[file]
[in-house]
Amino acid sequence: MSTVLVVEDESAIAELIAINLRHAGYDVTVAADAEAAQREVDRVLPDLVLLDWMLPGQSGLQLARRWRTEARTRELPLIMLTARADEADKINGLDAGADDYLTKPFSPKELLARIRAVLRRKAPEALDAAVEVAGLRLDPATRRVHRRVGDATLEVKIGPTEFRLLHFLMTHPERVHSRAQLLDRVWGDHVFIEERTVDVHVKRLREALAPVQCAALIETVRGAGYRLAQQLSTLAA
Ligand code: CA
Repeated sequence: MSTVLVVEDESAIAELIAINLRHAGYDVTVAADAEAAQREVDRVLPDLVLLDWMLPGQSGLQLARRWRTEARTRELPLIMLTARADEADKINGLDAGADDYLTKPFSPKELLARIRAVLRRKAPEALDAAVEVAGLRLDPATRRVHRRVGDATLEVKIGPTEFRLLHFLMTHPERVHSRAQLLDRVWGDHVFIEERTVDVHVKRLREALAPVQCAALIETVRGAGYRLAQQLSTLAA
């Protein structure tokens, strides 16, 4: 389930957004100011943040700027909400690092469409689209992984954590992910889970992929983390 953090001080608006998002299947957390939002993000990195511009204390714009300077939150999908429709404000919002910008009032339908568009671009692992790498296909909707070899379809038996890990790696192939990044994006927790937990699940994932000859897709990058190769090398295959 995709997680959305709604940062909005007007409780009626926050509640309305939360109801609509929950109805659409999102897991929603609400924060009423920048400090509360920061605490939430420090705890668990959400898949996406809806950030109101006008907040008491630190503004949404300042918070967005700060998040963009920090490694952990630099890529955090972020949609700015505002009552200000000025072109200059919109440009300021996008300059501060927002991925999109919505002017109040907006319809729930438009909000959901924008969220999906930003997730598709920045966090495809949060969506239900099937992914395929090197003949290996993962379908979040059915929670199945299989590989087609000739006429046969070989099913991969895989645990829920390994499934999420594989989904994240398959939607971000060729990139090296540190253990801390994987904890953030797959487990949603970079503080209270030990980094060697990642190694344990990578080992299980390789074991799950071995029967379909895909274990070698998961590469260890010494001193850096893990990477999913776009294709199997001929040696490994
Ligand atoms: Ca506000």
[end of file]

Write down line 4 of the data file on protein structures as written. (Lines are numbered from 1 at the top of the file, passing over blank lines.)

Repeated sequence: MSTVLVVEDESAIAELIAINLRHAGYDVTVAADAEAAQREVDRVLPDLVLLDWMLPGQSGLQLARRWRTEARTRELPLIMLTARADEADKINGLDAGADDYLTKPFSPKELLARIRAVLRRKAPEALDAAVEVAGLRLDPATRRVHRRVGDATLEVKIGPTEFRLLHFLMTHPERVHSRAQLLDRVWGDHVFIEERTVDVHVKRLREALAPVQCAALIETVRGAGYRLAQQLSTLAA